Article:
Norovirus cruising woes

My friend and fellow NC State dude Chris Gunter (below, on the left, exactly as shown) texted me this morning while on his way to Houston. He’s about to embark on a cruise and his ship, The Caribbean Princess, was linked to 173 norovirus illnesses this week. According to Ben Souza of the appropriately named CruiseFever.net, Chris’ cruise is delayed while the good folks at the CDC Vessel Sanitation Program do an investigation.1014303_10102397059410553_886550941_n

There has been a confirmed norovirus outbreak on the Caribbean Princess.  Out of the 3102 passengers on board, 162 (5%) have reported ill in addition to 11 crew members.  The cruise ship will return to Houston one day early and arrive on January 31 due to a fog advisory.

When the ship returns to Houston, Texas, 2 CDC Vessel Sanitation Program environmental health officers will board the ship for a health assessment.  They will evaluate the outbreak and collect specimens for testing at the CDC lab.

One thing that popped up in the coverage of this week’s other cruise disaster, 600+ norovirus illnesses linked to the Explorer of the Sea, was the apparent focus on hand sanitizer as a control measure. According to passenger Claudia Cirisi, the stuff was everywhere.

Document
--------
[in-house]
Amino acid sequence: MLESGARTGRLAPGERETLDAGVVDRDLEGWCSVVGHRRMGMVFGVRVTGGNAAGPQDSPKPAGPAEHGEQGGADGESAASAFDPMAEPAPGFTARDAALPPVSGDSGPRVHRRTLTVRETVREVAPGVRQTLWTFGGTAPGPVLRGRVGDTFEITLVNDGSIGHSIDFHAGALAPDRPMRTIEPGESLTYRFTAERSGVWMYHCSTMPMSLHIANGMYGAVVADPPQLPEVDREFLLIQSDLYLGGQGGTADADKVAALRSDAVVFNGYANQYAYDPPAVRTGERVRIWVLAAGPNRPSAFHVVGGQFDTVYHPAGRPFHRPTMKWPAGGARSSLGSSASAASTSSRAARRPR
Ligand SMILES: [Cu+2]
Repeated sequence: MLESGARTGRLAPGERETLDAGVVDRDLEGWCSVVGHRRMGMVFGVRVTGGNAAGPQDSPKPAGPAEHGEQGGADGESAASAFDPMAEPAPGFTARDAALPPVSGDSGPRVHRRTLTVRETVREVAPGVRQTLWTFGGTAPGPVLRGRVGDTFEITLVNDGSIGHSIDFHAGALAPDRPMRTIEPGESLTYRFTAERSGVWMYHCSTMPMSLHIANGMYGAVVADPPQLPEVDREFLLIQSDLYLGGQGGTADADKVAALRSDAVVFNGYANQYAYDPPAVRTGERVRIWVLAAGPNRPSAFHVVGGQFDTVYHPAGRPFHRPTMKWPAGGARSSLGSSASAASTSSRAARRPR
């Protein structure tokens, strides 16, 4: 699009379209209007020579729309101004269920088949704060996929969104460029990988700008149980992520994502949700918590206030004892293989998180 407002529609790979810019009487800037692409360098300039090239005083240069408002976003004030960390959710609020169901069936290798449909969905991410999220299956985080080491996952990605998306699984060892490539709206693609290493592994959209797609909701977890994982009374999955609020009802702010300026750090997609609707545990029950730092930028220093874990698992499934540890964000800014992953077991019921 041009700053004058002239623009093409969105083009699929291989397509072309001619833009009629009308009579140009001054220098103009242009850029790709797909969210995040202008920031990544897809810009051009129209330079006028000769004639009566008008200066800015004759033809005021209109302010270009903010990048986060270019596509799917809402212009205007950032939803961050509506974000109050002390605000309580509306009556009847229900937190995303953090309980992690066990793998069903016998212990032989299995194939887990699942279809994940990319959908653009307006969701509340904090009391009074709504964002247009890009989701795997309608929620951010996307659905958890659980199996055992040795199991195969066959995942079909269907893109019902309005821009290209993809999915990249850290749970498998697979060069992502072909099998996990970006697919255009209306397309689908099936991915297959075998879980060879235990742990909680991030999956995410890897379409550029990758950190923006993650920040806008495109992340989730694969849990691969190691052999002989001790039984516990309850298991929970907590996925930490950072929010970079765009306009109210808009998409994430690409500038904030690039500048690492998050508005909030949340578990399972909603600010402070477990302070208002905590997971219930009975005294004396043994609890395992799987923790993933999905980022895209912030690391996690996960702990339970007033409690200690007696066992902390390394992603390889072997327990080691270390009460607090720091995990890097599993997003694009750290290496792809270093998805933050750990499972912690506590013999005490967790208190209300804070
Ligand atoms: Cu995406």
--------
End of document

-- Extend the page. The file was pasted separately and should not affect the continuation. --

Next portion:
“There were a lot of people in the bathroom getting sick and they had hand sanitizers all over, and you were constantly washing your hands. You couldn’t go into the dining rooms without having some Purell. They were washing down the railings; they were washing down the seats after you got out from the pool. They were washing anything that came in contact with the passengers”

While hand sanitizer that can be purchased at drugstores has its uses, reducing norovirus spread isn’t one of them. Pretty much all retail-available hand sanitizers suck when it comes to reducing norovirus viability. Same with the alcohol-containing wipes. Maybe what’s being used on board is a different formulation, but seeing some data would be nice.

This entry was posted in Food Safety Culture, Norovirus and tagged , , by Ben Chapman. Bookmark the permalink.

About Ben Chapman

Dr. Ben Chapman is an associate professor and food safety extension specialist at North Carolina State University. As a teenager, a Saturday afternoon viewing of the classic cable movie, Outbreak, sparked his interest in pathogens and public health. With the goal of less foodborne illness, his group designs, implements, and evaluates food safety strategies, messages, and media from farm-to-fork. Through reality-based research, Chapman investigates behaviors and creates interventions aimed at amateur and professional food handlers, managers, and organizational decision-makers; the gate keepers of safe food. Ben co-hosts a biweekly podcast called Food Safety Talk and tries to further engage folks online through Instagram, Twitter, Facebook, YouTube and, maybe not surprisingly, Pinterest. Follow on Twitter @benjaminchapman.